Voting for Utopia

Bernie and Hillary in debate.

        Bernie and Hillary in debate.

As I clean the kitchen, I listen to NPR.  I am scrubbing pots and pans as they chat about Trump and the Republicans. Finally they speak about the Democrats. I am pleased to hear Bernie Sanders is ahead in the polls in New Hampshire.

I admit, I was leery about this year’s election.   The Democrats and Republicans seem to alternate every eight years.  I had that listless burned-out feeling  that it would not matter whom I voted for.  The Democratic race between Bernie and Hillary has perked me up. A Democratic Socialist   for president?  Yes!

No one is much surprised when I say I’m voting for Utopia.  We haven’t had a candidate like Bernie in a long time.

There has been a recent uproar among Hillary supporters trying to attract young women voters.  According to The New York Times,  Madeleine Albright, the first female Secretary of State, said at a Hillary rally that the true “revolution” would be electing the first female commander-in-chief.  Okay, I see her point.  But she also reportedly said, “There’s a special place in hell for women who don’t help each other!”

Very disconcerting. No, there is not a hell for women who prefer Sanders, a Democratic Socialist, to Clinton, the Establishment candidate.  Women can help each other even if they vote for a man who supports women’s issues.

Gloria Steinem

    Gloria Steinem

Hillary Clinton had trouble attracting young women voters in Iowa, and is allegedly behind in the polls with women of all ages in New Hampshire. And so older feminists are speaking to the young on her behalf.   The New York Times reported that Gloria Steinem said in an interview with Bill Maher last Friday that women became radical when they get older.   “When you’re young, you’re thinking, ‘Where are the boys?’ The boys are with Bernie.”

As a girl  I was influenced by the savvy Steinem, and this doesn’t sound like her.  Perhaps it was quoted out of context.

Certainly life was different in my girlhood in the ’60s and ’70s when Steinem became a famous political activist.  It was intense:  irony and indifference were not trendy. I am quite sure I would  have voted for women of either party had I been able to vote in my teens. Perhaps it’s good I didn’t have that power then.   In 1972, when I heard Shirley Chisholm, the first African-American woman to be elected Congresswoman and to run for the Democratic party presidential nomination, speak in a crowded auditorium, I thought the revolution  was here.  (It was a moot point, since I wasn’t old enough to vote).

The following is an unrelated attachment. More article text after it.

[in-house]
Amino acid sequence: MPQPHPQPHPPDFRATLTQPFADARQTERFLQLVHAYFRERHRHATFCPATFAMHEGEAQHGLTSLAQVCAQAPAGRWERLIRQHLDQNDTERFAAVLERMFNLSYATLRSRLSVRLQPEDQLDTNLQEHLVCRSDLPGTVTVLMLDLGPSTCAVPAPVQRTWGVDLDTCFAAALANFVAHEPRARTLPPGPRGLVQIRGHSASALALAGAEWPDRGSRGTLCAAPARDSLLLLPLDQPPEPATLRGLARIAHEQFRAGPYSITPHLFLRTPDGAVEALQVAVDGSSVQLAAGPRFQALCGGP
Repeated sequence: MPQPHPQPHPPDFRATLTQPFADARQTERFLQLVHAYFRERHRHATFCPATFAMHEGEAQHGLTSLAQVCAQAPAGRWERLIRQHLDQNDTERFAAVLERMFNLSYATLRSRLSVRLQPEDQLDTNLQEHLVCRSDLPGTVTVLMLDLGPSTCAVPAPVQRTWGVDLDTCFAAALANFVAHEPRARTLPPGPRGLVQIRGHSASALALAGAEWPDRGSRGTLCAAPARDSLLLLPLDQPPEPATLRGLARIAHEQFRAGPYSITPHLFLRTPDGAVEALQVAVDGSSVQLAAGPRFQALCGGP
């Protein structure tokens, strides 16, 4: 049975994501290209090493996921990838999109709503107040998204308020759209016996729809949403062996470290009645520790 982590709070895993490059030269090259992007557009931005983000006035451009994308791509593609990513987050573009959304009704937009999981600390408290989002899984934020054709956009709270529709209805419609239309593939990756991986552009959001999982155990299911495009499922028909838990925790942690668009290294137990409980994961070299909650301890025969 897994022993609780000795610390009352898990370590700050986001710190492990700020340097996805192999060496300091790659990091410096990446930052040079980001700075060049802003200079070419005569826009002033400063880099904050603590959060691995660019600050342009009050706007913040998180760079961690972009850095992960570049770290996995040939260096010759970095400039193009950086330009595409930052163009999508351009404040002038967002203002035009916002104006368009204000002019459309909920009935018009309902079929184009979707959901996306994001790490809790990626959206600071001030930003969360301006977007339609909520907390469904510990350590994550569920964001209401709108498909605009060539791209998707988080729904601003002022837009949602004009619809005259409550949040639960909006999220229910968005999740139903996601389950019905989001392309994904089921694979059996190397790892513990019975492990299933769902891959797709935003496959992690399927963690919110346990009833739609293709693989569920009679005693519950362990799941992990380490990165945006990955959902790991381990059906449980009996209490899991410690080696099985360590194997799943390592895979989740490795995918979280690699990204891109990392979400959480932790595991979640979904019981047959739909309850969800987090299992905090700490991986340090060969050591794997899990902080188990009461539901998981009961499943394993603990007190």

And I wasn’t a revolutionary for long.  I became absorbed in my personal life, dropped in and out of college, and finally committed to Latin and ancient Greek.  That was pure; that was enough.   I had no intention of voting the year I was finally eligible. Then an activist  from the county Democratic party headquarters offered me a ride to the polls. That was how I learned my civic duty as a voter.

And I can’t help thinking that it’s encouraging that young women are voting, whether for Bernie Sanders or Hillary Clinton.  I am not, of course, quite so happy if they’re voting for Republicans.  Are Democrats getting out the vote?  Driving people to the polls?  Believe me, it makes a difference.

There’s a long way to go before the election.  The count that will really count will be at the Democratic convention in Philly.

Meanwhile, no one can tell you whom to vote for in the primaries and caucuses.

Sex, Feminism, & How to Save Your Own Life

Remember this famous picture of the beautiful Erica Jong?

Erica Jong

Sometimes one wonders where feminism went.

We still spend hours listening to pop songs about the men who love us and dump us.  We still love rom/coms where the girl gets the guy, even if he’s obnoxious.  And we are supposed to want a romance with Edward in Twilight, a vampire, even though in Stephenie Meyer’s  fourth book, Breaking Dawn, Bella’s longed-for sex with Edward leaves bruises all over her body.  (Vampires and human aren’t meant to mate.)

How to Save Your Own LIfe erica JongI am reading Erica Jong’s How to Save Your Own life, the sequel to Fear of Flying.  Jong sensitively explores Isadora Wing’s alienation from her husband, her affairs with unattractive male friends she loves, and with attractive men she doesn’t love, and her feminist philosophy in progress.

I wonder if this novel might be too radical for today’s audience.  It’s not necessarily the sex.  It’s the ideology.

It’s refreshing to read Erica Jong in 1977 on shopping and makeup as a substitute for sex.   Feminists used to try to escape the sexist image of women as dolls who made up their faces, dyed their hair, and shopped for shoes.

Suddenly I had a vision of a whole world of women starved for sex and making do with all sorts of buyable substitutes. Making up. A woman who spent her afternoons with a lover would never again find herself in Bloomingdale’s fingering Mary Cunt or lusting after Elizabeth Ardent. She’d go barefaced as a baby and throw her charge plate in the nearest sewer. Isn’t that the problem? That women have been swindled for centuries into substituting adornment for love, fashion (as it were) for passion? The main floor of Bloomingdale’s by Hieronymus Bosch!

Very funny!  And many women of my generation thought this in the ’70s, ’80s, and ’90s,  and then we gave up.

What do you think about Jong’s radicalism?